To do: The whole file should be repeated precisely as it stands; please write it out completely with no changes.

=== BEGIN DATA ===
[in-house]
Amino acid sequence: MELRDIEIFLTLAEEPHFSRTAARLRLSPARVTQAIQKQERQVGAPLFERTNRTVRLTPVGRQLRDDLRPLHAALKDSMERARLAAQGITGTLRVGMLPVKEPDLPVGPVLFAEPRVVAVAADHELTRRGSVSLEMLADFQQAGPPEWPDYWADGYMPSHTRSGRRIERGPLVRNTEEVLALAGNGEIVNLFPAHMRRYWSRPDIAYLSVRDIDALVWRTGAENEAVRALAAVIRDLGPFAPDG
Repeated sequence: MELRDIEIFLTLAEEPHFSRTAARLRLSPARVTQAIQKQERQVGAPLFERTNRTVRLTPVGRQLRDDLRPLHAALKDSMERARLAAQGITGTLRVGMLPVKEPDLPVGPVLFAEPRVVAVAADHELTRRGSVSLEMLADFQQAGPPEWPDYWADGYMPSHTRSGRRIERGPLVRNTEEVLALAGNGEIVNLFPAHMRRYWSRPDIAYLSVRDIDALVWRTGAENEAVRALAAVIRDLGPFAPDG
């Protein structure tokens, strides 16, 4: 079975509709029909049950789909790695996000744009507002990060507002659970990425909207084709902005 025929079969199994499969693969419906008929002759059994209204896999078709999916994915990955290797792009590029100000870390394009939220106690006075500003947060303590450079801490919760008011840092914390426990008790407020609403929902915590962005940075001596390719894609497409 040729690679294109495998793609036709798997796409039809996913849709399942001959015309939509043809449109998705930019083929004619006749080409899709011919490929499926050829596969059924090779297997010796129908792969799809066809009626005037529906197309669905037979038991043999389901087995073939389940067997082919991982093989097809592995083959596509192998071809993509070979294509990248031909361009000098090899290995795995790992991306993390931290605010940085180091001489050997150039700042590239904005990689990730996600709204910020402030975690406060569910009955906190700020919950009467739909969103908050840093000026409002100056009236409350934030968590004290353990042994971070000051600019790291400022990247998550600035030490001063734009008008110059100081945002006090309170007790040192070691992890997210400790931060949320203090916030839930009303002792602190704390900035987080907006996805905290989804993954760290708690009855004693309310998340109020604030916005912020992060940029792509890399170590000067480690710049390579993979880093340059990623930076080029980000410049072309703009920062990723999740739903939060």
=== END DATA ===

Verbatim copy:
[in-house]
Amino acid sequence: MELRDIEIFLTLAEEPHFSRTAARLRLSPARVTQAIQKQERQVGAPLFERTNRTVRLTPVGRQLRDDLRPLHAALKDSMERARLAAQGITGTLRVGMLPVKEPDLPVGPVLFAEPRVVAVAADHELTRRGSVSLEMLADFQQAGPPEWPDYWADGYMPSHTRSGRRIERGPLVRNTEEVLALAGNGEIVNLFPAHMRRYWSRPDIAYLSVRDIDALVWRTGAENEAVRALAAVIRDLGPFAPDG
Repeated sequence: MELRDIEIFLTLAEEPHFSRTAARLRLSPARVTQAIQKQERQVGAPLFERTNRTVRLTPVGRQLRDDLRPLHAALKDSMERARLAAQGITGTLRVGMLPVKEPDLPVGPVLFAEPRVVAVAADHELTRRGSVSLEMLADFQQAGPPEWPDYWADGYMPSHTRSGRRIERGPLVRNTEEVLALAGNGEIVNLFPAHMRRYWSRPDIAYLSVRDIDALVWRTGAENEAVRALAAVIRDLGPFAPDG
């Protein structure tokens, strides 16, 4: 079975509709029909049950789909790695996000744009507002990060507002659970990425909207084709902005 025929079969199994499969693969419906008929002759059994209204896999078709999916994915990955290797792009590029100000870390394009939220106690006075500003947060303590450079801490919760008011840092914390426990008790407020609403929902915590962005940075001596390719894609497409 040729690679294109495998793609036709798997796409039809996913849709399942001959015309939509043809449109998705930019083929004619006749080409899709011919490929499926050829596969059924090779297997010796129908792969799809066809009626005037529906197309669905037979038991043999389901087995073939389940067997082919991982093989097809592995083959596509192998071809993509070979294509990248031909361009000098090899290995795995790992991306993390931290605010940085180091001489050997150039700042590239904005990689990730996600709204910020402030975690406060569910009955906190700020919950009467739909969103908050840093000026409002100056009236409350934030968590004290353990042994971070000051600019790291400022990247998550600035030490001063734009008008110059100081945002006090309170007790040192070691992890997210400790931060949320203090916030839930009303002792602190704390900035987080907006996805905290989804993954760290708690009855004693309310998340109020604030916005912020992060940029792509890399170590000067480690710049390579993979880093340059990623930076080029980000410049072309703009920062990723999740739903939060």